The Week in Music: Ghostface, Again; Wyclef, Rufus and Daft Punk Live

rufuswainwrightjudygarland The Week in Music: Ghostface, Again; Wyclef, Rufus and Daft Punk Live

It may be a dark time for rock ‘n’ roll, but things are looking up for rap.

Ghostface Killah got RZA to agree to push back the highly anticipated fifth studio album, 8 Diagrams, of the Wu-Tang Clan—the hip-hop collective to which they both belong—a week, so that he could release his third album in two years, The Big Doe Rehab, today. It’s been hit or miss for the Staten Island rapper all of his career, but with such talent, even his “misses” are worth a gander. (Our own Gabe Boylan thinks so–read his review here.)

Meanwhile, Capital Records is set to release a reissue of N.W.A.’s seminal rap album Straight Outta Compton, on the eve of its 20th anniversary, and a collection of the late N.W.A. rapper Easy-E’s collaborations and solo tracks. The latter boasts work with Dr. Dre—another N.W.A. member—MC Ren—him too!—and Bone Thugs-N-Harmony, who were last popular around 1997 …

… about the same time when Wyclef Jean released Carnival. Now, Jean is looking to catch lightning in a bottle again with Carnival II, an album for which he must have called in every favor he had. Paul Simon, Mary J. Blige, Norah Jones, Shakira, and plenty of others make appearances. But can he really be forgiven for bringing back Guantanamera?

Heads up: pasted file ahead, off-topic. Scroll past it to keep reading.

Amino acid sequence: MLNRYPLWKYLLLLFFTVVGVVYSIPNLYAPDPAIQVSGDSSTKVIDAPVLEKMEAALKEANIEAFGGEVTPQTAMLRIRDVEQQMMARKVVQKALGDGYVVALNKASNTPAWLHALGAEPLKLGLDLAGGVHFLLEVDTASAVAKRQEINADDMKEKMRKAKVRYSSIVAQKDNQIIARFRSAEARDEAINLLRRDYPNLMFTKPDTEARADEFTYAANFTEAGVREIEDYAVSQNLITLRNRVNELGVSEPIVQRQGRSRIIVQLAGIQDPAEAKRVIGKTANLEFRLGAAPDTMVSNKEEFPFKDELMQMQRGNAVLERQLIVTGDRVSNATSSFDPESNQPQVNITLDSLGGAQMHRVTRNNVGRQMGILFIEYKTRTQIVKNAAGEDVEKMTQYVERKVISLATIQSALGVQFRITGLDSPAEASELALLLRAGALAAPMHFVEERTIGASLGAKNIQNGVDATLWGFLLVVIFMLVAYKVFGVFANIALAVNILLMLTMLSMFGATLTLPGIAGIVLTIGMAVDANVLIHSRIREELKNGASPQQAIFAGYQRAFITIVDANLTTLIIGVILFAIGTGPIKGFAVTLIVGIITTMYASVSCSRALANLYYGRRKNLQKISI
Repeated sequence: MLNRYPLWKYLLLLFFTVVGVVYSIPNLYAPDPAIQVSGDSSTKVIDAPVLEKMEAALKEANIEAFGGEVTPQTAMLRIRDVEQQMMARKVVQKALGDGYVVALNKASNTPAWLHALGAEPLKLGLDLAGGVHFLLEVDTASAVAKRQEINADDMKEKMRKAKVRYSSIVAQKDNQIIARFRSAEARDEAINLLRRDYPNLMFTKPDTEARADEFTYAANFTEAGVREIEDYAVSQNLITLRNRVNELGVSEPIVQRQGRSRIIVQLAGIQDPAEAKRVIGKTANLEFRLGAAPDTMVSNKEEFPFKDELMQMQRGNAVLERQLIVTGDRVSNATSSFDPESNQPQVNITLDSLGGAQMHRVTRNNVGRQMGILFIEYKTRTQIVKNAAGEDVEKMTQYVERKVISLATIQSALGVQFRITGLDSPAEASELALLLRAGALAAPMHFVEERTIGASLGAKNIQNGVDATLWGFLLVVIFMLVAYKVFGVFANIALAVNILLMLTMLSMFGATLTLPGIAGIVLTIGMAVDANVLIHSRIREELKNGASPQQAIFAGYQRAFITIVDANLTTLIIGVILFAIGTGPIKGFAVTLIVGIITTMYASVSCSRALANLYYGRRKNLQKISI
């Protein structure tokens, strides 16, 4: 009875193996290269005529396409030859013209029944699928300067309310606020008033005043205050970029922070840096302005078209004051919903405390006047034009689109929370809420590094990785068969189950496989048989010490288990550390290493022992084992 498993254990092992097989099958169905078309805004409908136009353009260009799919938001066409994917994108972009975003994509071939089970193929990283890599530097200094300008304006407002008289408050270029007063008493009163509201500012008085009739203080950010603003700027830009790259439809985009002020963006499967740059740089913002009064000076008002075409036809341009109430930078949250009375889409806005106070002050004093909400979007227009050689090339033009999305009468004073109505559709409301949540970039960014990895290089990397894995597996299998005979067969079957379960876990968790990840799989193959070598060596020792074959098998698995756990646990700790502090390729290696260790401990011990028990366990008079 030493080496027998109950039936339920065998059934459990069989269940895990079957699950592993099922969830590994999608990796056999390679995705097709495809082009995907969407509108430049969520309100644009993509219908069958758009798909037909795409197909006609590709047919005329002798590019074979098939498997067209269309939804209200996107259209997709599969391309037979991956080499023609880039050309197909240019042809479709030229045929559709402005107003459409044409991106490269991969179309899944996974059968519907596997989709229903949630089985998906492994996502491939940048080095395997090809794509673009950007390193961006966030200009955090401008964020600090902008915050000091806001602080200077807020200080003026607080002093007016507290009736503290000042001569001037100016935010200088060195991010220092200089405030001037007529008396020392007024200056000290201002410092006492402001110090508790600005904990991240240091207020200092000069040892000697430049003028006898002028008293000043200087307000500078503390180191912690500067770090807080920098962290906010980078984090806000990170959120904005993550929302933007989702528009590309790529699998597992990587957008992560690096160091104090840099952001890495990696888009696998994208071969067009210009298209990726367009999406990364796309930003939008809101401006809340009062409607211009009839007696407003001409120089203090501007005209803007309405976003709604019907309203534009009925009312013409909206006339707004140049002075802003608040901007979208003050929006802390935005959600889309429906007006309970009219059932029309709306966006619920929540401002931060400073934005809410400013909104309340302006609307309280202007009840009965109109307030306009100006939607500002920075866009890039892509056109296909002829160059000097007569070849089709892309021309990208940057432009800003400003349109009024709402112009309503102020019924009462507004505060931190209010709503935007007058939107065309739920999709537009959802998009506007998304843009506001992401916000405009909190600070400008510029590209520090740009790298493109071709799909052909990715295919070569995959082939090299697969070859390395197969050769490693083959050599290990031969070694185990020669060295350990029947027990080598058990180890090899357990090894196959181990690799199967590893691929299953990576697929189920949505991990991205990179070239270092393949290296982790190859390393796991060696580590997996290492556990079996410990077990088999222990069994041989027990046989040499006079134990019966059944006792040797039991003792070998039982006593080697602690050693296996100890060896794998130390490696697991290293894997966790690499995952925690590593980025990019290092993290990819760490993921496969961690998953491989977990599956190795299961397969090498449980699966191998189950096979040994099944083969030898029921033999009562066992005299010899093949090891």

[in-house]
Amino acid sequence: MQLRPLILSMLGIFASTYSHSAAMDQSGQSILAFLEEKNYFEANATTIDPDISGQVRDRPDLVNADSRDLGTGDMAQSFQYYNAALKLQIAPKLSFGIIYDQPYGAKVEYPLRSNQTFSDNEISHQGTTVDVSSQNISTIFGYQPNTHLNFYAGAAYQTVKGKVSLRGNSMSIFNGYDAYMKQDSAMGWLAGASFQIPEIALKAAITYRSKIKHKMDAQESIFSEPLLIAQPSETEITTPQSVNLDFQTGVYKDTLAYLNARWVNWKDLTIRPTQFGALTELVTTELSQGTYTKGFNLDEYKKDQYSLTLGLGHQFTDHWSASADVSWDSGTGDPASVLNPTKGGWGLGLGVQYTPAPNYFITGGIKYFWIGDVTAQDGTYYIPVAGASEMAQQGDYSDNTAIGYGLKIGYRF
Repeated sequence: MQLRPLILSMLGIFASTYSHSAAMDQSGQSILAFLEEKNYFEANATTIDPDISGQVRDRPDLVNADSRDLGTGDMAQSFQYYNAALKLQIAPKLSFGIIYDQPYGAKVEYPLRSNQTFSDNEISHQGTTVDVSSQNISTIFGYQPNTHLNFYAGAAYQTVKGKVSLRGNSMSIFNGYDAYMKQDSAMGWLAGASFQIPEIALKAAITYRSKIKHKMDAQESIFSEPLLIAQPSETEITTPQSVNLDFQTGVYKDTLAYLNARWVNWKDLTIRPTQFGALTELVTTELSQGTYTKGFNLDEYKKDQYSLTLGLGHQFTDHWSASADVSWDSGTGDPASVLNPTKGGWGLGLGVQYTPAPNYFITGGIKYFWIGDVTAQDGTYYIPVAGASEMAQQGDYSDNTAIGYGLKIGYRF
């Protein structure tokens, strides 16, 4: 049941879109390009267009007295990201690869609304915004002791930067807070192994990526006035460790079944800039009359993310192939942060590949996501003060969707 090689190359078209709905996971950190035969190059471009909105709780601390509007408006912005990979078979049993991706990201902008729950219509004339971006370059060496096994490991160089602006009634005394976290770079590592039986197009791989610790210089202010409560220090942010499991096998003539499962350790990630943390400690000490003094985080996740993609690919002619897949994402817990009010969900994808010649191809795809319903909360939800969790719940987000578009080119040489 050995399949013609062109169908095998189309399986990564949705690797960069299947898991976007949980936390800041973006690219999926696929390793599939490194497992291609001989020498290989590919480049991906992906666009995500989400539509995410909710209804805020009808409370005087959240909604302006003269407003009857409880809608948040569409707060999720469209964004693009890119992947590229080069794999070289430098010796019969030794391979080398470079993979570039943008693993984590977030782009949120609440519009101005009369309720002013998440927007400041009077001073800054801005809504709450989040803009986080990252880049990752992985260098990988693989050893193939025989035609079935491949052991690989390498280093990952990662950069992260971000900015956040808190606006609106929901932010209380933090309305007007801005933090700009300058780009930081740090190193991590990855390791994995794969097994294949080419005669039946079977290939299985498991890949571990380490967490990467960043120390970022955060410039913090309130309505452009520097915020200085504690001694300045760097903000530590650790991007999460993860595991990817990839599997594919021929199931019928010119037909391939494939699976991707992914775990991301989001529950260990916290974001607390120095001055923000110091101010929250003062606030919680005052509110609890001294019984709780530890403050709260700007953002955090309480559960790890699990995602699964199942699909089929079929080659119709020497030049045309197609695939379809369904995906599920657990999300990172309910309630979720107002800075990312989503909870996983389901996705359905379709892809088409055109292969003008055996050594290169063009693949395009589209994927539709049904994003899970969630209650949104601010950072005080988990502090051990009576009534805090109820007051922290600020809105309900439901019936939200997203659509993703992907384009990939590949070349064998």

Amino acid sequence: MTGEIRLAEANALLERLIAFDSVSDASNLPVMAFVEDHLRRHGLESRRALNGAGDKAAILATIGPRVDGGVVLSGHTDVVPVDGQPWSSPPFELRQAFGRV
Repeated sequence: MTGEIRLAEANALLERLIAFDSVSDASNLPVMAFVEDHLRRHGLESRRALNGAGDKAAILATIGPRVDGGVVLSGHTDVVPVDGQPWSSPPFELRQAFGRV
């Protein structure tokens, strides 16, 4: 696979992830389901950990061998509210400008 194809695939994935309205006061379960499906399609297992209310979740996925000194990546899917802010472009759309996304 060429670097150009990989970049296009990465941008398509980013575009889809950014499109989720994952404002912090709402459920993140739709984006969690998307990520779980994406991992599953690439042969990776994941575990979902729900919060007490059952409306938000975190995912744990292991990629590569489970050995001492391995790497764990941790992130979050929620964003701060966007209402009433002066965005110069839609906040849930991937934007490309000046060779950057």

If you missed them live, both Rufus Wainwright’s song-for-song interpretation of Judy Garland’s 1961 show at Carnegie Hall and Daft Punk’s Alive 2007 are now available on CD. I think I’ll just wait for the mash-up.

Chris Schlarb has an album coming out today, as well. Who is Chris Schlarb, you might ask? Well, according to this rather long bio from Asthmatic Kitty, his label, he’s a 30-year-old divorcé with two kids and a lot of time on his hands. The musician’s debut album, Twilight and Ghost Stories, is four years in the making, inspired by the impulse to record the sound of rain falling outside his Long Beach apartment: “Calling upon a diverse number of collaborators, Chris began to solicit musical phrases, incidental conversations, stories and textures.” Castenets frontman Ray Raposa and Sufjan Stevens contributed to the effort. What’s left? 40 minutes of avant-garde bliss. (Is that an oxymoron?)